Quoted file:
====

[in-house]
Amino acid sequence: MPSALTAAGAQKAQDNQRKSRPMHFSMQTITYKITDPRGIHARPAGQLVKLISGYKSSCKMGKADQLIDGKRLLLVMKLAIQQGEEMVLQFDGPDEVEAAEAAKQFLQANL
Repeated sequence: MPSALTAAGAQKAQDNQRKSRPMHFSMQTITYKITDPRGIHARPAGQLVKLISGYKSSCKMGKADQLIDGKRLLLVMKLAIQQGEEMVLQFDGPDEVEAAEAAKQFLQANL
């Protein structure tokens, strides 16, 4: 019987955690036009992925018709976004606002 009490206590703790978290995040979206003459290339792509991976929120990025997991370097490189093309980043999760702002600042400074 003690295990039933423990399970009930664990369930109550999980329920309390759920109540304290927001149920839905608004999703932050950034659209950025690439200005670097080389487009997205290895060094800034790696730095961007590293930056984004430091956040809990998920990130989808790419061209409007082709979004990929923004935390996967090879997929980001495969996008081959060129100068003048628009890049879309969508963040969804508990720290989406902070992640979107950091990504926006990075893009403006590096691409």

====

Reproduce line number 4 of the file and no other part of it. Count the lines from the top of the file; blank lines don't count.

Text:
């Protein structure tokens, strides 16, 4: 019987955690036009992925018709976004606002 009490206590703790978290995040979206003459290339792509991976929120990025997991370097490189093309980043999760702002600042400074 003690295990039933423990399970009930664990369930109550999980329920309390759920109540304290927001149920839905608004999703932050950034659209950025690439200005670097080389487009997205290895060094800034790696730095961007590293930056984004430091956040809990998920990130989808790419061209409007082709979004990929923004935390996967090879997929980001495969996008081959060129100068003048628009890049879309969508963040969804508990720290989406902070992640979107950091990504926006990075893009403006590096691409």